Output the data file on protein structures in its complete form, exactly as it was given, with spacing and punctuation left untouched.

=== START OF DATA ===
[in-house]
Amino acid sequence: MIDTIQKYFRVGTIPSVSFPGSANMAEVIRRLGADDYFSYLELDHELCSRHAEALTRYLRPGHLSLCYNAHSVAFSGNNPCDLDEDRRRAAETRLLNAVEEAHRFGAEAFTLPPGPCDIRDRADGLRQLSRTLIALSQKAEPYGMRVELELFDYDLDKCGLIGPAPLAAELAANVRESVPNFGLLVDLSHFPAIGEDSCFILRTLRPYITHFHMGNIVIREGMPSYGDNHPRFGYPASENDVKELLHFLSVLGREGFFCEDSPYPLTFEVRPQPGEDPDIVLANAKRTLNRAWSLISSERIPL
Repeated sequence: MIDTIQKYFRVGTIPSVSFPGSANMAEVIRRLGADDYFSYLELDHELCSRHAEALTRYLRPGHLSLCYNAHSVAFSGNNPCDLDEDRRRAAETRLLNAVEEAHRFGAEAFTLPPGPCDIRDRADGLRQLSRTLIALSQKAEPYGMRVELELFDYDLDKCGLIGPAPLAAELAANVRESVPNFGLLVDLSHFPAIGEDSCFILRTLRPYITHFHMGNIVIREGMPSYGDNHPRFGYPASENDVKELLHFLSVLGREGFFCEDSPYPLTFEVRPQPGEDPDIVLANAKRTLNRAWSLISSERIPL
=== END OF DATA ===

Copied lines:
[in-house]
Amino acid sequence: MIDTIQKYFRVGTIPSVSFPGSANMAEVIRRLGADDYFSYLELDHELCSRHAEALTRYLRPGHLSLCYNAHSVAFSGNNPCDLDEDRRRAAETRLLNAVEEAHRFGAEAFTLPPGPCDIRDRADGLRQLSRTLIALSQKAEPYGMRVELELFDYDLDKCGLIGPAPLAAELAANVRESVPNFGLLVDLSHFPAIGEDSCFILRTLRPYITHFHMGNIVIREGMPSYGDNHPRFGYPASENDVKELLHFLSVLGREGFFCEDSPYPLTFEVRPQPGEDPDIVLANAKRTLNRAWSLISSERIPL
Repeated sequence: MIDTIQKYFRVGTIPSVSFPGSANMAEVIRRLGADDYFSYLELDHELCSRHAEALTRYLRPGHLSLCYNAHSVAFSGNNPCDLDEDRRRAAETRLLNAVEEAHRFGAEAFTLPPGPCDIRDRADGLRQLSRTLIALSQKAEPYGMRVELELFDYDLDKCGLIGPAPLAAELAANVRESVPNFGLLVDLSHFPAIGEDSCFILRTLRPYITHFHMGNIVIREGMPSYGDNHPRFGYPASENDVKELLHFLSVLGREGFFCEDSPYPLTFEVRPQPGEDPDIVLANAKRTLNRAWSLISSERIPL